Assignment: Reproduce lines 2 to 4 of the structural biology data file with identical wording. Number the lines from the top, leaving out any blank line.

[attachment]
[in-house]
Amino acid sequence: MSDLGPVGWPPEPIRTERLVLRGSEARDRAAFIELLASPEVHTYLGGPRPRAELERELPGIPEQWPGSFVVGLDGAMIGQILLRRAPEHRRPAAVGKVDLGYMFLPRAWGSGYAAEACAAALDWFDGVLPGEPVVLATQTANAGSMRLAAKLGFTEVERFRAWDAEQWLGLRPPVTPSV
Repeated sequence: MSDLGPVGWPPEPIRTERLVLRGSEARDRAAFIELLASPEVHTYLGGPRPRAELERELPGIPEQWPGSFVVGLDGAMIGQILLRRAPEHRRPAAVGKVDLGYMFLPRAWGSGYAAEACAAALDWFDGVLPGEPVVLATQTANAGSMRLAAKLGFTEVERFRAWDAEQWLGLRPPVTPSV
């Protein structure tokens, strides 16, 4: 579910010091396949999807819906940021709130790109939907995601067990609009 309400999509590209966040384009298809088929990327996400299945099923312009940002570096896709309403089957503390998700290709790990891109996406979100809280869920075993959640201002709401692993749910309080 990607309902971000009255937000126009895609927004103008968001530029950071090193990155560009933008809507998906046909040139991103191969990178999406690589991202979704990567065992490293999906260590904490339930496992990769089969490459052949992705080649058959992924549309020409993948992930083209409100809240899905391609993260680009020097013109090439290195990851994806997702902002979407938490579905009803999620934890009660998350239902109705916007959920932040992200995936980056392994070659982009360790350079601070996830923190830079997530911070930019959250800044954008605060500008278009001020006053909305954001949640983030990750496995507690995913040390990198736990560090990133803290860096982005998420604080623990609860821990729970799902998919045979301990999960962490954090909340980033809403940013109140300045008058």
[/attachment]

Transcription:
Amino acid sequence: MSDLGPVGWPPEPIRTERLVLRGSEARDRAAFIELLASPEVHTYLGGPRPRAELERELPGIPEQWPGSFVVGLDGAMIGQILLRRAPEHRRPAAVGKVDLGYMFLPRAWGSGYAAEACAAALDWFDGVLPGEPVVLATQTANAGSMRLAAKLGFTEVERFRAWDAEQWLGLRPPVTPSV
Repeated sequence: MSDLGPVGWPPEPIRTERLVLRGSEARDRAAFIELLASPEVHTYLGGPRPRAELERELPGIPEQWPGSFVVGLDGAMIGQILLRRAPEHRRPAAVGKVDLGYMFLPRAWGSGYAAEACAAALDWFDGVLPGEPVVLATQTANAGSMRLAAKLGFTEVERFRAWDAEQWLGLRPPVTPSV
């Protein structure tokens, strides 16, 4: 579910010091396949999807819906940021709130790109939907995601067990609009 309400999509590209966040384009298809088929990327996400299945099923312009940002570096896709309403089957503390998700290709790990891109996406979100809280869920075993959640201002709401692993749910309080 990607309902971000009255937000126009895609927004103008968001530029950071090193990155560009933008809507998906046909040139991103191969990178999406690589991202979704990567065992490293999906260590904490339930496992990769089969490459052949992705080649058959992924549309020409993948992930083209409100809240899905391609993260680009020097013109090439290195990851994806997702902002979407938490579905009803999620934890009660998350239902109705916007959920932040992200995936980056392994070659982009360790350079601070996830923190830079997530911070930019959250800044954008605060500008278009001020006053909305954001949640983030990750496995507690995913040390990198736990560090990133803290860096982005998420604080623990609860821990729970799902998919045979301990999960962490954090909340980033809403940013109140300045008058």